The top 3 greatest performances from Boston Celtics legend, Bill Russell

Feb 1967; Unknown location, USA; FILE PHOTO; Boston Celtics center Bill Russell (6) in action against Cincinnati Royals center Connie Dierking (24) during the 1966-67 season. Mandatory Credit: Tony Tomsic-USA TODAY NETWORK
Feb 1967; Unknown location, USA; FILE PHOTO; Boston Celtics center Bill Russell (6) in action against Cincinnati Royals center Connie Dierking (24) during the 1966-67 season. Mandatory Credit: Tony Tomsic-USA TODAY NETWORK /

July 31st will go down in history as one of the saddest days in Boston Celtics and, frankly, sports history, as somber news broke that 11x NBA Champion, Bill Russell, passed away at the age of 88.

The longtime C’s legend was the cornerstone of the team’s dynasty spanning from the late 1950s to the late 1960s, as he spearheaded the charge towards winning eight straight titles and eleven titles overall during this stretch.

Russell passed peacefully alongside his wife Jeannine. The cause of his death is still unknown, but his friends and family thanked the fans for keeping him in their thoughts and prayers.

The all-time great won more rings consecutively than any other MVPs in league history have won in their careers, while his 11 titles are tied for the most by any athlete in any of the four major North American professional sports, with the list of the top-5 winningest athletes reading as follows:

  1. Bill Russell (NBA) – 11 Titles
  2. Henri Richard (NHL) – 11 Titles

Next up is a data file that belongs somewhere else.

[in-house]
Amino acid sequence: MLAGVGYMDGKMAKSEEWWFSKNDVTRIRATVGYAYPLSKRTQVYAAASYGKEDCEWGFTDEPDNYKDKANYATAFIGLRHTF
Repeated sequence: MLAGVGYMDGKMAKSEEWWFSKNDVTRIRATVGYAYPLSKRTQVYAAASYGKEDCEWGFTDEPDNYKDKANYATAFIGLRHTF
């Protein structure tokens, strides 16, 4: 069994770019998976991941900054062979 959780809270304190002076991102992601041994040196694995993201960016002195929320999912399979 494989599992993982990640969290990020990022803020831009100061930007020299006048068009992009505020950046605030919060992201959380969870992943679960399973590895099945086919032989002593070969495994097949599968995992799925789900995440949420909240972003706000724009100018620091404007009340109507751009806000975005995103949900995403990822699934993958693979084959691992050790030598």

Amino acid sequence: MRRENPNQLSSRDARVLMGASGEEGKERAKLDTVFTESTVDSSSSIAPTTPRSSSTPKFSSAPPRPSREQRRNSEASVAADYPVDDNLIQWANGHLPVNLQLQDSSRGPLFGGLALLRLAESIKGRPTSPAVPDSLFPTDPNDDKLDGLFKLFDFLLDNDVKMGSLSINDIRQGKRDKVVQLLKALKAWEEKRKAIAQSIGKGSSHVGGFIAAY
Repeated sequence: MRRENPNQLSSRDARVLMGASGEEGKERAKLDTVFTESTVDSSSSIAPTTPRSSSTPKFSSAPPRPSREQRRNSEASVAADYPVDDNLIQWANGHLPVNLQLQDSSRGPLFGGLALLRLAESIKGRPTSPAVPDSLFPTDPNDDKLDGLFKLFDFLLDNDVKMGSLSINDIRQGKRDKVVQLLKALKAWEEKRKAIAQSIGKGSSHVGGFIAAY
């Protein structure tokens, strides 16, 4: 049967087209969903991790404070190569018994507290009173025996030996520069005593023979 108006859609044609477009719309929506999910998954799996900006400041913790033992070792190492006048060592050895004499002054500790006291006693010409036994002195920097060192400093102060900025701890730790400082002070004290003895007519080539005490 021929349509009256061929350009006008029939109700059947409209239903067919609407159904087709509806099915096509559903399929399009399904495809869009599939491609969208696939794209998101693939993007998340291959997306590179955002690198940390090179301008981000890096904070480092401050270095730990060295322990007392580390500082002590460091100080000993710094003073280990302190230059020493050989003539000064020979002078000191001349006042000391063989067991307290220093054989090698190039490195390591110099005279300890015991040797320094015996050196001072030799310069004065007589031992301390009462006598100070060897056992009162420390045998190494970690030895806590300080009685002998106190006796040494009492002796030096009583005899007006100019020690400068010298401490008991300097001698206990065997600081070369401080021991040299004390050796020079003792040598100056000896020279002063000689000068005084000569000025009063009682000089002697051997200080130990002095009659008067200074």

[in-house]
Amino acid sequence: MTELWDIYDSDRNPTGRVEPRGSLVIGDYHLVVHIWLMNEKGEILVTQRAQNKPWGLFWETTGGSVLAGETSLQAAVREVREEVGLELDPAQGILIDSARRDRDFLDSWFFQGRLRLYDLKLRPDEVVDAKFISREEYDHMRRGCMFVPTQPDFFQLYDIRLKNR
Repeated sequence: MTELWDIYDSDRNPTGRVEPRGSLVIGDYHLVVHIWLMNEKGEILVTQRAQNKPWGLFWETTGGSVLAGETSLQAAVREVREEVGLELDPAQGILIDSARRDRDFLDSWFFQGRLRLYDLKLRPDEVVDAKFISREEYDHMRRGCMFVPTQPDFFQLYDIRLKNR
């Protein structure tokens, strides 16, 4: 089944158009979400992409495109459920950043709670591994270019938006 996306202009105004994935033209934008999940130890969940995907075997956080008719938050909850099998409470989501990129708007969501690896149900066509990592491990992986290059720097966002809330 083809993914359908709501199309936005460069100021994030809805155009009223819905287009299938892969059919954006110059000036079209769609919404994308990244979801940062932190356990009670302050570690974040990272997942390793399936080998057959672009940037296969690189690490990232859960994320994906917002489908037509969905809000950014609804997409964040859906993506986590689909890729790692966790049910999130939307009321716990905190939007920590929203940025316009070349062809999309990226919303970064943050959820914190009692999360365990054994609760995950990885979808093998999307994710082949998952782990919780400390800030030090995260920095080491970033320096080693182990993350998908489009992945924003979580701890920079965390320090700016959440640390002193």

3. Jean Beliveau (NHL) – 10 Titles
  4. Yogi Berra (MLB) – 10 Titles
  5. Sam Jones (NBA) – 10 Titles

Throughout his 13-year professional career, there were an unbelievable amount of highlight performances put forth by the Boston Celtics icon, and, today, we discuss 3, in specific, that could be argued as being his best:

1962 NBA Finals Game 7: Boston Celtics vs. Los Angeles Lakers

On April 18, 1962, the two most storied franchises in NBA history would face off in Game 7 for the 1962 NBA title.

The Boston Celtics led by Bill Russell and the Los Angeles Lakers led by Elgin Baylor and Jerry West battled it out for the chip.

By this time, the C’s had established themselves as an absolute dynasty, winning three titles during the previous three campaigns. During this specific NBA Finals showdown, Baylor averaged 41 points per game while West was averaging 31 points per game, and it still was not enough to bring down the great Bill Russell.

Throughout the Finals, Russell was averaging 21.7 points and a blistering 24.8 rebounds, but nothing tops his Game 7 outburst.

The center scored 30 points and gobbled up 40 boards as the Celtics defeated the Lakers 110-107 in overtime. Russell’s rebounding performance is an NBA Finals record, and, realistically, that record may never be broken.

Also, his 19 boards in the fourth quarter are still the record for boards in a single quarter in any game–regular-season or playoffs.

As a team, Boston had 82 rebounds in their Game 7 victory and Russell accounted for 48.8 percent of them.

Besides his 30 points and 40 rebounds, Russell’s clutch free throw performance was the key to the series-clinching victory.

In Game 7, the big man made 14 of his 17 attempts from the line, tying his career high in the process.